Grayson Perry (‘A Map of Days’) by Grayson Perry

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    'A Map of Days',    by Sir Grayson Perry,    2013,    NPG 6998,    © Grayson Perry and Paragon | Contemporary Editions Ltd
A self-portrait by contemporary British artist Grayson Perry, representing himself as a map.
'A Map of Days'
by Sir Grayson Perry
etching from four plates, artist's proof, 2013
43 3/4 in. x 59 5/8 in. (1111 mm x 1515 mm) overall
NPG 6998
© Grayson Perry and Paragon | Contemporary Editions Ltd

Grayson Perry (born 1960) is a contemporary British artist. He is also a writer and broadcaster. He is known for referencing his childhood and life experiences in his artwork. His work also comments on common themes that everybody can relate to including identity, gender, social status, sexuality and religion. 

Perry works in a variety of artistic media but is best known for his work in Ceramics Making and decorating objects made of clay. . He uses traditional methods to make his pots which contrast with the contemporary imagery on the surface. His techniques include Embossing To put a raised design or piece of writing on an object or material. and Photographic transfers Transferring a photographic image onto a new surface. to create intricate, vibrant designs.

Like A Map of Days, at first glance the pots can seem conventional, especially in terms of their Form The particular way something is, seems, looks or is presented. . But on looking closer, the surface is often covered with witty and sometimes hard-hitting images and messages.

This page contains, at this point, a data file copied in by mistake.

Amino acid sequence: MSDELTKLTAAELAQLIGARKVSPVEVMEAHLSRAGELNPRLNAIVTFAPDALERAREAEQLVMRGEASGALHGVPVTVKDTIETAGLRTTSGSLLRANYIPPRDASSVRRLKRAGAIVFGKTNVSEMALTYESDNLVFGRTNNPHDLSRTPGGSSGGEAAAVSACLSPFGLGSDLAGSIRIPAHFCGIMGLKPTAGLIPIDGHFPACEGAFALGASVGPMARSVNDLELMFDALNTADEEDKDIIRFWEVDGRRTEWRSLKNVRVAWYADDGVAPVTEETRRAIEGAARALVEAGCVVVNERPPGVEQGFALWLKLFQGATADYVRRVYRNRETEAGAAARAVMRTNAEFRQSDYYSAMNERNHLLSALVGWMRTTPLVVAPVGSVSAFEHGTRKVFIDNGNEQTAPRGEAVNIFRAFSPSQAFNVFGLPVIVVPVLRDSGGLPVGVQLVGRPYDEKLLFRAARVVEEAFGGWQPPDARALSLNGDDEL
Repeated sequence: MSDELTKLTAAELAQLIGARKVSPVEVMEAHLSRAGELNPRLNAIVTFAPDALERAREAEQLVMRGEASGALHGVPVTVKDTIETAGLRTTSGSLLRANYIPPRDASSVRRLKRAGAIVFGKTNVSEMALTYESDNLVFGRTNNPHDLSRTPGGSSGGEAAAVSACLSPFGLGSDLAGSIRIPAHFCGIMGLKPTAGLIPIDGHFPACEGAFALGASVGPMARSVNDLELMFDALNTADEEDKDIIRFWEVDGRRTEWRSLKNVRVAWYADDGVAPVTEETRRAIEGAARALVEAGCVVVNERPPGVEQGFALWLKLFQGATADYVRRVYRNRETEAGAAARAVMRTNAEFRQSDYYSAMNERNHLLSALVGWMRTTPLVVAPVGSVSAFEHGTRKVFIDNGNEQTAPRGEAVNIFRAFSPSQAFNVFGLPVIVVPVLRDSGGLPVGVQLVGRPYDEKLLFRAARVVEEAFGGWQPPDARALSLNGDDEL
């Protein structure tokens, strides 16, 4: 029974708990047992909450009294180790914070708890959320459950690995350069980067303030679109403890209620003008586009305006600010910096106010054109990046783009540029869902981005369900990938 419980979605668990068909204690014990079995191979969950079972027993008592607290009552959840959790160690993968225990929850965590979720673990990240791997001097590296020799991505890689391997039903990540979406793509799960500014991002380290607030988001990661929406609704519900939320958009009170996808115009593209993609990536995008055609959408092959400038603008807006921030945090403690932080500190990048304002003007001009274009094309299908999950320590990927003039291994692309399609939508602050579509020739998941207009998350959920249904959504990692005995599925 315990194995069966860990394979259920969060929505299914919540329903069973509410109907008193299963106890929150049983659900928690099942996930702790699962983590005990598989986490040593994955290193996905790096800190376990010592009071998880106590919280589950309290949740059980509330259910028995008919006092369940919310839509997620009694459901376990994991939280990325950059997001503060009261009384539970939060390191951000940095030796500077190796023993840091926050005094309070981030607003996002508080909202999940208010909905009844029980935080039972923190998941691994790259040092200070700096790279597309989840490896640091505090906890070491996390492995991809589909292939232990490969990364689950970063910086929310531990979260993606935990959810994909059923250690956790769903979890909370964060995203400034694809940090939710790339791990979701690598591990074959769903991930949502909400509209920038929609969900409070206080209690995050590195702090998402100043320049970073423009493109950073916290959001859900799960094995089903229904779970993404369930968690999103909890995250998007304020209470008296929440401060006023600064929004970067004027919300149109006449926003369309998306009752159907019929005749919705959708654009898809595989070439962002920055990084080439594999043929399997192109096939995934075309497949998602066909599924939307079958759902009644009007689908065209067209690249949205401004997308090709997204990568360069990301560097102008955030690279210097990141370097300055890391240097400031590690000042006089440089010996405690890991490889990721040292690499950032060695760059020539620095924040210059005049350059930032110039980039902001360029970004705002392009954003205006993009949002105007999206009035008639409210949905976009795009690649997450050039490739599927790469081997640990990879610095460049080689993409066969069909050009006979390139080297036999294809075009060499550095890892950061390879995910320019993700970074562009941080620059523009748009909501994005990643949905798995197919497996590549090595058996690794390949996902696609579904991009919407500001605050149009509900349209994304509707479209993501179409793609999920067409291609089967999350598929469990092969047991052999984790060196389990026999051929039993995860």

Analysing the portrait

  • View larger image
    'A Map of Days',    by Sir Grayson Perry,    2013,    NPG 6998,    © Grayson Perry and Paragon | Contemporary Editions Ltd
'A Map of Days', by Sir Grayson Perry, 2013

Look carefully at the portrait. Take your time – look at it for at least a minute. What can you see?

This is a self-portrait. It is highly unusual as it doesn’t look like a conventional portrait.

    • Perry’s self-portrait takes the Form The particular way something is, seems, looks or is presented. of a map. He has called it A Map of Days.
    • It looks like a birds-eye view of a city with streets, buildings, woods and other details.
    • The portrait is full of detail. This is typical of Perry’s work.
    • The thick zig-zag line shows a wall that surrounds the city.
    • Areas in and around the city relate to his experiences and emotions.
    • Perry has said the wall can be thought of as like his skin. Just like a city, he is influenced by the ideas and ‘landscape’ that surrounds him.
  • Some of the main details include:

    • Roads that run from outside the city into the centre circle. The roads include names such as ‘Unearned privilege’, ‘Reputation’ and ‘Paralysed by indecision’.
    • Two branches of a fast-flowing river labelled ‘Inspiration’ and ‘Imagination’.